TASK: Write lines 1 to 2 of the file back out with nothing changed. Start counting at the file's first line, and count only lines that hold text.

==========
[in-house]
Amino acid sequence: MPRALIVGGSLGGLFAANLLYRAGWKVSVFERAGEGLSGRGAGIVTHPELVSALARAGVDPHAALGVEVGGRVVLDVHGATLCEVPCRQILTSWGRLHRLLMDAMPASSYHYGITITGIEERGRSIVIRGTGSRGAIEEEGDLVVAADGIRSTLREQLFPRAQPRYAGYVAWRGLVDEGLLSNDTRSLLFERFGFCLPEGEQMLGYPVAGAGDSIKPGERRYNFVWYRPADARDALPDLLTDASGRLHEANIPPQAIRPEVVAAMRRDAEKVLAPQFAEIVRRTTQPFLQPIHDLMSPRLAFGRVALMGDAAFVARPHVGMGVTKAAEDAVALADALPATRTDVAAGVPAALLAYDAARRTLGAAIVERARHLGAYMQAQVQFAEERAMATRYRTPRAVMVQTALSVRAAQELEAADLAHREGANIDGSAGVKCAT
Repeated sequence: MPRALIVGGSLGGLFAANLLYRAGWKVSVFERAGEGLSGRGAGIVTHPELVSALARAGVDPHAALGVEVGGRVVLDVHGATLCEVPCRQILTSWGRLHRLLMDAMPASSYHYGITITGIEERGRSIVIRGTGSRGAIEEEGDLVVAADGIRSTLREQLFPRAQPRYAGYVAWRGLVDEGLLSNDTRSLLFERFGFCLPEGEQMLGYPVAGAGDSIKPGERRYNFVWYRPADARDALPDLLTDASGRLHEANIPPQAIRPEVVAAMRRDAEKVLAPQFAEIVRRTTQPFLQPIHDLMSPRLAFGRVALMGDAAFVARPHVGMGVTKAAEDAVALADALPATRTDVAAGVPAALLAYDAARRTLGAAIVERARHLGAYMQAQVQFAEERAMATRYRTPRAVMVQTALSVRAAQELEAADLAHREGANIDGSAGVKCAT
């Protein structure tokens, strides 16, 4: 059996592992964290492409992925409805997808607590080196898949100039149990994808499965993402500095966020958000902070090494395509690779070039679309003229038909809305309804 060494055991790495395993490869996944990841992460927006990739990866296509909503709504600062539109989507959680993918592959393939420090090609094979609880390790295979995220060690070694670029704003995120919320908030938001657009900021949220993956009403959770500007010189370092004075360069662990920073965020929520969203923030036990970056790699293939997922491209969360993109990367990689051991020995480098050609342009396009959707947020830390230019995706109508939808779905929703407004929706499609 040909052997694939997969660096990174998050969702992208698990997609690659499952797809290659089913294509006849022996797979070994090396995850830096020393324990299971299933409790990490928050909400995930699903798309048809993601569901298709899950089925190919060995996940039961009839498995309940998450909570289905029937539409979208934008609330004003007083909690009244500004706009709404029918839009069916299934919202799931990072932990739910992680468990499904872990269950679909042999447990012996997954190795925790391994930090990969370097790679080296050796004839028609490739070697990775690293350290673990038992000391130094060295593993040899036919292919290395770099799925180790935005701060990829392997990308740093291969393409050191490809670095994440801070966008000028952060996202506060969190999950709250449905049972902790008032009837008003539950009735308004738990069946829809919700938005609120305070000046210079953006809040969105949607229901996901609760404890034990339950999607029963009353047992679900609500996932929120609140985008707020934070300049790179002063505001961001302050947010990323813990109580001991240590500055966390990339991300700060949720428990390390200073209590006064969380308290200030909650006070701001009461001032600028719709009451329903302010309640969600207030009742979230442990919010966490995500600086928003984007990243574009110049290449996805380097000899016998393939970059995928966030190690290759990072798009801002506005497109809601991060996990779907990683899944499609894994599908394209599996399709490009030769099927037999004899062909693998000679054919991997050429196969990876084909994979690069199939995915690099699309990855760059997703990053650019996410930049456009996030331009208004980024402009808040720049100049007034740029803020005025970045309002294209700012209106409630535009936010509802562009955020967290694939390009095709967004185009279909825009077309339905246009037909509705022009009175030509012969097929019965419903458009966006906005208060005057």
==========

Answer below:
[in-house]
Amino acid sequence: MPRALIVGGSLGGLFAANLLYRAGWKVSVFERAGEGLSGRGAGIVTHPELVSALARAGVDPHAALGVEVGGRVVLDVHGATLCEVPCRQILTSWGRLHRLLMDAMPASSYHYGITITGIEERGRSIVIRGTGSRGAIEEEGDLVVAADGIRSTLREQLFPRAQPRYAGYVAWRGLVDEGLLSNDTRSLLFERFGFCLPEGEQMLGYPVAGAGDSIKPGERRYNFVWYRPADARDALPDLLTDASGRLHEANIPPQAIRPEVVAAMRRDAEKVLAPQFAEIVRRTTQPFLQPIHDLMSPRLAFGRVALMGDAAFVARPHVGMGVTKAAEDAVALADALPATRTDVAAGVPAALLAYDAARRTLGAAIVERARHLGAYMQAQVQFAEERAMATRYRTPRAVMVQTALSVRAAQELEAADLAHREGANIDGSAGVKCAT